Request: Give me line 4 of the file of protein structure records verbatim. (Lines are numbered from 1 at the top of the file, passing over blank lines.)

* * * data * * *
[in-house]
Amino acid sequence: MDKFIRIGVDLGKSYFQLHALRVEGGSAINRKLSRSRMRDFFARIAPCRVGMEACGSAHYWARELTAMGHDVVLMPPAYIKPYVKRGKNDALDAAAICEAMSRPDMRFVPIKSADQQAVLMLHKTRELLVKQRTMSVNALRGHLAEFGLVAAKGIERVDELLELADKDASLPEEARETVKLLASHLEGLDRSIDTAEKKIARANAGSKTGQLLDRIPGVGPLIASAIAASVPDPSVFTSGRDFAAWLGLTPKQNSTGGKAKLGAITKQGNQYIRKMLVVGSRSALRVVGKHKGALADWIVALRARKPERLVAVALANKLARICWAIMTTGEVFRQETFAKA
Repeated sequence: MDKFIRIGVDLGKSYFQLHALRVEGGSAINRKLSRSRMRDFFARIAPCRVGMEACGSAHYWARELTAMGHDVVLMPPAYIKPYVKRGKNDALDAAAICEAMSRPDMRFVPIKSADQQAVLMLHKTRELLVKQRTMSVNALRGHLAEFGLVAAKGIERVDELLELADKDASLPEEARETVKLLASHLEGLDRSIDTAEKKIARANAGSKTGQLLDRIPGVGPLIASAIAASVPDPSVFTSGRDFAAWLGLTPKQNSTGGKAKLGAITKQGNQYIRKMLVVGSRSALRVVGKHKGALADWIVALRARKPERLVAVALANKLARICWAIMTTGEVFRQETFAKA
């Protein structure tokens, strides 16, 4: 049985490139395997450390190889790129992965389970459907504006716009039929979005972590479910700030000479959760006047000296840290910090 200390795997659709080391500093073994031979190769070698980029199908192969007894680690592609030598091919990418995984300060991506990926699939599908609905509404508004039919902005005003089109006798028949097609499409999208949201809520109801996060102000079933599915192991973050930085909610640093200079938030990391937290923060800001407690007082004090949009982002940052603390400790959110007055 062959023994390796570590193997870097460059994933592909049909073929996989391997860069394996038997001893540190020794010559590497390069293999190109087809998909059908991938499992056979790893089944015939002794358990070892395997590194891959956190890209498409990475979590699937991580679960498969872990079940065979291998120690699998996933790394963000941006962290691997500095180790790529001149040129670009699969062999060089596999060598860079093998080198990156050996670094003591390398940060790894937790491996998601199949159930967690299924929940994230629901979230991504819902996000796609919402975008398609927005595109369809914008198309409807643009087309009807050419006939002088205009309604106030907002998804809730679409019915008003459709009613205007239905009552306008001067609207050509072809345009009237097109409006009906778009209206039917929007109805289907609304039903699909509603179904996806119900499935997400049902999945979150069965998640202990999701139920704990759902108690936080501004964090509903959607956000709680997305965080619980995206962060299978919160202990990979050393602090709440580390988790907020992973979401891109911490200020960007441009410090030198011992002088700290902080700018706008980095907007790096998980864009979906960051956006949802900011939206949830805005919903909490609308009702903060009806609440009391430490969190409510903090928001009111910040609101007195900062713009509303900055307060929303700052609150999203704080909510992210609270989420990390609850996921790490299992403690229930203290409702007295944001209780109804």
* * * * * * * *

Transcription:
């Protein structure tokens, strides 16, 4: 049985490139395997450390190889790129992965389970459907504006716009039929979005972590479910700030000479959760006047000296840290910090 200390795997659709080391500093073994031979190769070698980029199908192969007894680690592609030598091919990418995984300060991506990926699939599908609905509404508004039919902005005003089109006798028949097609499409999208949201809520109801996060102000079933599915192991973050930085909610640093200079938030990391937290923060800001407690007082004090949009982002940052603390400790959110007055 062959023994390796570590193997870097460059994933592909049909073929996989391997860069394996038997001893540190020794010559590497390069293999190109087809998909059908991938499992056979790893089944015939002794358990070892395997590194891959956190890209498409990475979590699937991580679960498969872990079940065979291998120690699998996933790394963000941006962290691997500095180790790529001149040129670009699969062999060089596999060598860079093998080198990156050996670094003591390398940060790894937790491996998601199949159930967690299924929940994230629901979230991504819902996000796609919402975008398609927005595109369809914008198309409807643009087309009807050419006939002088205009309604106030907002998804809730679409019915008003459709009613205007239905009552306008001067609207050509072809345009009237097109409006009906778009209206039917929007109805289907609304039903699909509603179904996806119900499935997400049902999945979150069965998640202990999701139920704990759902108690936080501004964090509903959607956000709680997305965080619980995206962060299978919160202990990979050393602090709440580390988790907020992973979401891109911490200020960007441009410090030198011992002088700290902080700018706008980095907007790096998980864009979906960051956006949802900011939206949830805005919903909490609308009702903060009806609440009391430490969190409510903090928001009111910040609101007195900062713009509303900055307060929303700052609150999203704080909510992210609270989420990390609850996921790490299992403690229930203290409702007295944001209780109804």